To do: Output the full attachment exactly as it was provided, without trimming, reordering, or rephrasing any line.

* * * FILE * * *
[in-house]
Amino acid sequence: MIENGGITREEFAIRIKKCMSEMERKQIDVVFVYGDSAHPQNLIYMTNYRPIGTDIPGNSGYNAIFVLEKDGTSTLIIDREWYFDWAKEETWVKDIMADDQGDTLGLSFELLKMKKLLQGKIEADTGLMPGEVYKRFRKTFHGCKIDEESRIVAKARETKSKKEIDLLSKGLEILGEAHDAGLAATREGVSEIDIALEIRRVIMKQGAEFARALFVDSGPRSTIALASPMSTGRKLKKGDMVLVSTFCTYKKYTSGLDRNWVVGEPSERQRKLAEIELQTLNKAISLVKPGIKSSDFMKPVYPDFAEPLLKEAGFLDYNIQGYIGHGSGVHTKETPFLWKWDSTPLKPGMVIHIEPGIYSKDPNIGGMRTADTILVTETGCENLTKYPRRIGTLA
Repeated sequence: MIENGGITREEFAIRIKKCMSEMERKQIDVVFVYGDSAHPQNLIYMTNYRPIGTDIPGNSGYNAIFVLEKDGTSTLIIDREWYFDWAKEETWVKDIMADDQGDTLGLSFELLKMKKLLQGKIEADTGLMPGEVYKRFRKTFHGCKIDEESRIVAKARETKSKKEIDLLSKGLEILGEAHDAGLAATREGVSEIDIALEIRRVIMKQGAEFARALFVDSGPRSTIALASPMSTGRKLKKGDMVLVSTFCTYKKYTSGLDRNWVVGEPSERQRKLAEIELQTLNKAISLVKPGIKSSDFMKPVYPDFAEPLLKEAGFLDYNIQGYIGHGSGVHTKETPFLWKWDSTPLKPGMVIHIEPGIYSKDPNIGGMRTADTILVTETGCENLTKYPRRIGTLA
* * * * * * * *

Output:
[in-house]
Amino acid sequence: MIENGGITREEFAIRIKKCMSEMERKQIDVVFVYGDSAHPQNLIYMTNYRPIGTDIPGNSGYNAIFVLEKDGTSTLIIDREWYFDWAKEETWVKDIMADDQGDTLGLSFELLKMKKLLQGKIEADTGLMPGEVYKRFRKTFHGCKIDEESRIVAKARETKSKKEIDLLSKGLEILGEAHDAGLAATREGVSEIDIALEIRRVIMKQGAEFARALFVDSGPRSTIALASPMSTGRKLKKGDMVLVSTFCTYKKYTSGLDRNWVVGEPSERQRKLAEIELQTLNKAISLVKPGIKSSDFMKPVYPDFAEPLLKEAGFLDYNIQGYIGHGSGVHTKETPFLWKWDSTPLKPGMVIHIEPGIYSKDPNIGGMRTADTILVTETGCENLTKYPRRIGTLA
Repeated sequence: MIENGGITREEFAIRIKKCMSEMERKQIDVVFVYGDSAHPQNLIYMTNYRPIGTDIPGNSGYNAIFVLEKDGTSTLIIDREWYFDWAKEETWVKDIMADDQGDTLGLSFELLKMKKLLQGKIEADTGLMPGEVYKRFRKTFHGCKIDEESRIVAKARETKSKKEIDLLSKGLEILGEAHDAGLAATREGVSEIDIALEIRRVIMKQGAEFARALFVDSGPRSTIALASPMSTGRKLKKGDMVLVSTFCTYKKYTSGLDRNWVVGEPSERQRKLAEIELQTLNKAISLVKPGIKSSDFMKPVYPDFAEPLLKEAGFLDYNIQGYIGHGSGVHTKETPFLWKWDSTPLKPGMVIHIEPGIYSKDPNIGGMRTADTILVTETGCENLTKYPRRIGTLA